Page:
Peter Bolland enjoys the engaged audiences at San Diego Oasis
“They are buying into the work before you say the first word,” says Peter. “Our discussions get really exciting because these students bring with them a life of insight that is thrilling for me.”
For five years, Peter has been a mainstay at San Diego Oasis. A philosophy professor at Southwestern College, as well as musician, artist and columnist, he is also frequent lecturer on any number of spiritual and mythological subjects. He says he takes away just as much “homework” or food for thought as anybody in the room.
“The questions they ask are really helpful for my writing process and I leave the classes with the dialogues continuing in my mind,” he says.
Peter’s experience with OASIS has helped him reshape how he perceives his own aging process.
“I’m coming to appreciate more and more the power of community,” he says. “We’re social creatures and something happens when we gather. It’s really interesting to see students realize that their presence in the room has benefit to others in the room. That’s what I love about OASIS.”
You name it
With Oasis, there truly is something for everyone: book clubs, dancing, cooking, history, music lessons and helpful information about practical matters, like estate planning and understanding Medicare.
“You name it,” says Simona Valanciute, San Diego Oasis executive director. “We probably have it.”
While the variety is certainly part of the appeal, the high quality of instruction keeps learners coming back for more. Classes are led by instructors who are experts in their fields: healthcare professionals, historians, attorneys, musicians, artists, former professors, writers and thinkers.
Robert Tórrez brings history to life in Albuquerque
A core group of people frequents classes at Oasis Albuquerque taught by Robert Tórrez, who served as the New Mexico State Historian for 15 years.
Robert still writes a monthly column, “Voices from the Past.” Naturally, his classes cover local history and his specialty, the judicial system, what he calls “wild west stuff.” His wealth of knowledge comes from years of access to the New Mexico official archives, which go back as far as 1621.
His tours, most to his hometown and other surrounding small towns in Northern New Mexico, are just as enjoyable for him as those he’s leading.
“These tours usually sell out,” he says. “Most are national historic districts, and with a tour, you get to show more than pictures. I point out personal things. We see weaving, dyeing wool, old railroad yards. This kind of experience allows people to see history in a different way.”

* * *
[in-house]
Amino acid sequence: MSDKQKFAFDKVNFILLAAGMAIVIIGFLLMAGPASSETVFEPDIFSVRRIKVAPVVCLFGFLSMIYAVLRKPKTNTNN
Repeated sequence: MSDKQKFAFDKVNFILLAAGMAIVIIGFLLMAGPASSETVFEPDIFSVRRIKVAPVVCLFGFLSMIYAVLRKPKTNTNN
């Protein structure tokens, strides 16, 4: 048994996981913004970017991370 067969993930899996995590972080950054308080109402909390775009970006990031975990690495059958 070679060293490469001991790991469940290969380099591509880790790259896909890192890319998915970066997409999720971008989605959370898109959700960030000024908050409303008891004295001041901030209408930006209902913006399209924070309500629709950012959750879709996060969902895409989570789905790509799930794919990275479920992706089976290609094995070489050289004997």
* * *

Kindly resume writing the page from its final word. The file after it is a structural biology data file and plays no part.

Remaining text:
Jerry Pruzan offers expertise from the ranks
Oasis centers often have a built-in resource for quality programs: the participants themselves.
Jerry Pruzan is an Oasis tutor and takes Spanish and other classes from time to time. He also brings something wonderful to Washington Metro Oasis: tours at the Library of Congress and the Supreme Court. A retired attorney, Jerry serves as a docent for both institutions and offers his expertise through Oasis, where the tours fill up quickly.
“Both are really interesting, and I think the Supreme Court is especially so because it’s somewhat mysterious,” says Jerry. “I’m able to facilitate a behind-the-scenes look that not many people get. It’s popular because people want to be a part of history.”
“Sometimes I look at my calendar and it’s booked! I love it,” Jerry says. “So many people think of retirement as life winding down, but it’s actually the beginning of a new life.”
The breadth and scope of programming at Washington Metro Oasis shaped in part with assistance from Jerry’s wife, Marcia Pruzan, who serves on the program committee. Her involvement with the National Institute on Aging and Montgomery County, Maryland’s Commission on Aging and Aging Services has helped her stay abreast of issues relevant to older adults and she often works to connect high-quality lecturers to the Oasis lineup. She is happy to help connect the dots, finding the best people willing to share what they know.
“We have such an engaged population here,” says Marcia. “The classes are packed. The intergenerational opportunities, keeping people involved…Oasis offers all of that. Older adults are an untapped resource.”
These instructors were featured in the 2015 Oasis Annual Report.